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Using single-file components in a Vue.js portlet

Extending Liferay's npm-vuejs-portlet

A few weeks ago I started Maximilian Schwarzmüller's Udemy training Vue JS 2 - The Complete Guide, a highly recommend training for anyone who wants to learn Vue.js.

While I was doing the training I was testing the examples immediately in a Liferay portlet, because my goal for learning Vue.js is to use it as a front-end technology in Liferay.
 

Creating the Vue.js portlet

The base for this Liferay portlet I generated using Liferay's blade cli tool and the npm Vue.js portlet template:

blade init liferay-vuejs-examples
cd liferay-vuejs-examples/
blade create -t npm-vuejs-portlet triberay-vue-portlet

This results in a bundle with the following structure:

As you can see there is just one javascript file in the lib folder. This file contains all the Vue.js javascript code.
This was totally fine for the first sections of the Udemy training, which were just very basic Vue.js scripts.

SVG Graph Example

At this point, I also tried out some of the examples from the Vue.js website, like this SVG Graph example. I just copied the JavaScript code from the example in the portlet's index.es.js file, as well as the html code in the portlet's view.jsp (but making sure to still use the <portlet:namespace />-1 id instead of the demo id from the example).
This also worked perfectly so far.

Components

When I came to the section in the Vue course that introduced Vue Components as separate .vue files (e.g. App.vue), I noticed that the liferay-npm-bundler did not process the .vue files at all.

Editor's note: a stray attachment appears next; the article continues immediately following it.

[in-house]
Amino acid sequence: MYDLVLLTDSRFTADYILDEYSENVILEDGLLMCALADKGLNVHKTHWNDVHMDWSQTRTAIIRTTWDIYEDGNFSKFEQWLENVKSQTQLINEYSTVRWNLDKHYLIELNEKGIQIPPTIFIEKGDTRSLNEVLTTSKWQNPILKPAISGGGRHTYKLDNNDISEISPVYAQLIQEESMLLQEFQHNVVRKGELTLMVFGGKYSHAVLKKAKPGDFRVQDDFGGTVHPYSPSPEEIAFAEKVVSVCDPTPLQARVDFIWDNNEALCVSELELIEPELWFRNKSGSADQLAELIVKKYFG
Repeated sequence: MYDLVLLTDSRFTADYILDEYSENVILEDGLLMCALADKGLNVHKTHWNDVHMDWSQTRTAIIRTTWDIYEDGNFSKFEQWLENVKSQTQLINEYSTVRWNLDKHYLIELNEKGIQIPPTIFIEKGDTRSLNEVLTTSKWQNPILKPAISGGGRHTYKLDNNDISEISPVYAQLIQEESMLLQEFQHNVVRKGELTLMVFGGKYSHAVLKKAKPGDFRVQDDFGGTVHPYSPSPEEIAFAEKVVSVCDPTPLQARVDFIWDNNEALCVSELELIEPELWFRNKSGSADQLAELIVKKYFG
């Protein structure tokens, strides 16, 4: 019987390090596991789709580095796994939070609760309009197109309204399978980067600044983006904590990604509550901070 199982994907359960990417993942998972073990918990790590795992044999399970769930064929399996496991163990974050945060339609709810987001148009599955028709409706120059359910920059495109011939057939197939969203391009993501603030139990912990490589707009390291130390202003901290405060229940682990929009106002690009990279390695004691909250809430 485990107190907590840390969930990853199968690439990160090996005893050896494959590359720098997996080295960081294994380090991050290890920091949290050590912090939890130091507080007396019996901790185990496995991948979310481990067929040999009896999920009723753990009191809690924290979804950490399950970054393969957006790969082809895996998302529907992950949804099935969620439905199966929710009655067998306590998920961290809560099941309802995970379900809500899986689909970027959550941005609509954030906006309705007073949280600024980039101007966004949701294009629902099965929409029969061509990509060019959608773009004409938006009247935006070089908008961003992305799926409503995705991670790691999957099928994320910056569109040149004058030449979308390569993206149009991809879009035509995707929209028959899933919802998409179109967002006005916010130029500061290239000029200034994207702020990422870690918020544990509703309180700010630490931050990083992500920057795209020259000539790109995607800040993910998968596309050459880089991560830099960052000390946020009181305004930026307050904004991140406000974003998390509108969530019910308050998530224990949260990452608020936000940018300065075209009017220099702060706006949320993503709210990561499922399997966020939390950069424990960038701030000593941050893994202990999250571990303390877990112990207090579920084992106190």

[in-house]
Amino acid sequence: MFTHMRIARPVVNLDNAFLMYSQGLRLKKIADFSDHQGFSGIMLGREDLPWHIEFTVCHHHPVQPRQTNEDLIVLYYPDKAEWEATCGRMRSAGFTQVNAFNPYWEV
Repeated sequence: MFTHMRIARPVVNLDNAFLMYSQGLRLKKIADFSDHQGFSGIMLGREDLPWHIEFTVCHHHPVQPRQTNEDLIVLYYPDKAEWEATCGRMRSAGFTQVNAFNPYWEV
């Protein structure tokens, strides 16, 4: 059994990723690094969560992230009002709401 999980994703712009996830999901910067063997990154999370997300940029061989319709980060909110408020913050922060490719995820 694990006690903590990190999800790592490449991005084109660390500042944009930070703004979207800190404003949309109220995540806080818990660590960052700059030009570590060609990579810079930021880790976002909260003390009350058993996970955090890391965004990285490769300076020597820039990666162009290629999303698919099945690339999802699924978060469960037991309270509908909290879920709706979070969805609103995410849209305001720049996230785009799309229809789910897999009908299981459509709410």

We can see in Liferay's npm-vuejs-portlet template that the build script in package.json first processes the javascript with babel and then packages the code with the liferay-npm-bundler:

"scripts": { 
    "build": "babel --source-maps -d build/resources/main/META-INF/resources src/main/resources/META-INF/resources && liferay-npm-bundler" 
},

In order to make sure that all files of our Vue.js app are processed, including all the .vue components,  we'd have to run vue-cli-service first before being packaged by the liferay-npm-bundler.

So, the solution is to call "vue-cli-service build" instead of Babel. Therefore we first have to add the required dependencies to the project:

 

The build script then looks like this:

"scripts": { 
    "build": "vue-cli-service build --dest build/resources/main/META-INF/resources/lib --target lib --name index src/main/resources/META-INF/resources/**/*.js && liferay-npm-bundler" 
},

This processes all files in the META-INF/resources/lib folder with vue-cli-service and outputs it as one file "index.common.js" in the build folder, where the liferay-npm-bundler can then pick it up afterward. More about the vue-cli-service command(s) can be found here

The same command can actually be run from the command line as well:

./node_modules/.bin/vue-cli-service  build --dest build/resources/main/META-INF/resources/lib --formats commonjs --target lib --name index src/main/resources/META-INF/resources/**/*.js

The output looks like this:

We can see that vue-cli-service created 2 files in our build folder: index.common.js and index.css. The Javascript file will be picked up by the liferay-npm-bundler.  We'll talk about how  to handle the CSS file in the next section.

Scoped CSS

One of the neat things about using Vue Components is that you can add your CSS for that component into the same .vue file and make sure the scope is limited to that component.

 

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